Tag Archives: Rangoon

Interview by Nene Davies, author

heaven tempers the wind coverInterview by Nene Davies on 5th August 2016. Reproduced by kind permission of the author.

See http://www.nenedavies.com – NeneDaviesBlogs

Published

Congratulations Hazel, on the recent publication of your memoir. Tell us a little about it!

My idyllic childhood is torn apart by the bombing of Rangoon, just prior to Christmas 1941. Mum convinces me I’m off on a marvellous holiday as we flee the city – leaving my precious dolls behind.

The Japanese armies overrun Burma, forcing us to flee from one refuge to another. My father has worked for the British government and initially relies on the official refugee policy. My mother fears for us – especially my older brothers who take daring opportunities to harass the Japanese.

The story tells of our travails during the darkest days of enemy occupation. Threaded with light, shot through with hope, it recounts my hard-won passage from innocence to maturity.

Past

I know you to be a lover of history. What is it about stories from the past that fascinates you?

My love of stories from the past originated from an early age. My mother often spoke to us of her life as a child. She was a great story teller and it all seemed a very long time ago to me. At school, English and History were my two favourite subjects. I loved studying about kings and battles fought and won. Later on, at the university, I majored in history.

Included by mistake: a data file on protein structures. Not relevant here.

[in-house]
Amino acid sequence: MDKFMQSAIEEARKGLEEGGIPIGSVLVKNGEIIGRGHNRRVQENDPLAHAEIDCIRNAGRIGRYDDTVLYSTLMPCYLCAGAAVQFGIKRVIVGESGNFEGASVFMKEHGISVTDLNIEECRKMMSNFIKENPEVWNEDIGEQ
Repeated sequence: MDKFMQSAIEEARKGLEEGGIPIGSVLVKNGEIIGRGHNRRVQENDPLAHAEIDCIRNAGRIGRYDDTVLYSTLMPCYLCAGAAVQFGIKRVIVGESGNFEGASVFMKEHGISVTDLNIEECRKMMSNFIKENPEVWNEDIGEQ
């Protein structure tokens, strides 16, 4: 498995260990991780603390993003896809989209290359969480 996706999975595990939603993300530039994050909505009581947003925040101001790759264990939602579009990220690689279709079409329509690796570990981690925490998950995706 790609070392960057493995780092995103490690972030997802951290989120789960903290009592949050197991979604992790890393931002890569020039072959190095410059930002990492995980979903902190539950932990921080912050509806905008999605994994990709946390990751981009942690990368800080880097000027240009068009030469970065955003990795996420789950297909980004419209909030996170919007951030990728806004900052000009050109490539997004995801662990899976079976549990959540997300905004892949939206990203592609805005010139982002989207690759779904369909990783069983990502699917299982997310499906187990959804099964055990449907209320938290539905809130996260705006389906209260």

I think the old adage that history repeats itself is quite true. We should learn from past mistakes. When we know a person’s or a country’s past, we begin to understand them better. To understand is to forgive. Then perhaps we can forgive others, learn to tolerate differences in others and live in peace with them.

Personal

What would be your advice for new authors who want to write a memoir?

My advice to new writers who want to write a memoir is: ask questions about your past. Question your parents, grandparents, uncles, aunts, brothers and sisters. Write notes on all they say – their happiest days and their saddest ones. Gather as much information as you can from them before they pass away. Look at old family photos to trigger your memory. Finally, read books on memoir writing before your start.